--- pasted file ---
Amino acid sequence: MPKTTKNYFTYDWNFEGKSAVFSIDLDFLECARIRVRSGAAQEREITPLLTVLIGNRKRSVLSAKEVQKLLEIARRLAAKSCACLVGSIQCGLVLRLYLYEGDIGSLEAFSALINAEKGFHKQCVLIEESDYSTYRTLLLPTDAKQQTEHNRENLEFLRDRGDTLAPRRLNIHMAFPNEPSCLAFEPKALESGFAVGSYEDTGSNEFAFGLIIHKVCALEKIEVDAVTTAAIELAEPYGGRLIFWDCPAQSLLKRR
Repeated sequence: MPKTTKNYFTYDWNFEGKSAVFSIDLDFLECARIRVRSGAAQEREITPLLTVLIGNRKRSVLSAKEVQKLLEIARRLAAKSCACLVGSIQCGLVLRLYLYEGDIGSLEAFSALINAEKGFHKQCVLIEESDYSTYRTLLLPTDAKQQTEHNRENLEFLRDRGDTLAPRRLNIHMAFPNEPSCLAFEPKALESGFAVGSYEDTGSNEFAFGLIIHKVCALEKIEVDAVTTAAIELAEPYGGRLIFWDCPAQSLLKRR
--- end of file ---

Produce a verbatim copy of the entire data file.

Amino acid sequence: MPKTTKNYFTYDWNFEGKSAVFSIDLDFLECARIRVRSGAAQEREITPLLTVLIGNRKRSVLSAKEVQKLLEIARRLAAKSCACLVGSIQCGLVLRLYLYEGDIGSLEAFSALINAEKGFHKQCVLIEESDYSTYRTLLLPTDAKQQTEHNRENLEFLRDRGDTLAPRRLNIHMAFPNEPSCLAFEPKALESGFAVGSYEDTGSNEFAFGLIIHKVCALEKIEVDAVTTAAIELAEPYGGRLIFWDCPAQSLLKRR
Repeated sequence: MPKTTKNYFTYDWNFEGKSAVFSIDLDFLECARIRVRSGAAQEREITPLLTVLIGNRKRSVLSAKEVQKLLEIARRLAAKSCACLVGSIQCGLVLRLYLYEGDIGSLEAFSALINAEKGFHKQCVLIEESDYSTYRTLLLPTDAKQQTEHNRENLEFLRDRGDTLAPRRLNIHMAFPNEPSCLAFEPKALESGFAVGSYEDTGSNEFAFGLIIHKVCALEKIEVDAVTTAAIELAEPYGGRLIFWDCPAQSLLKRR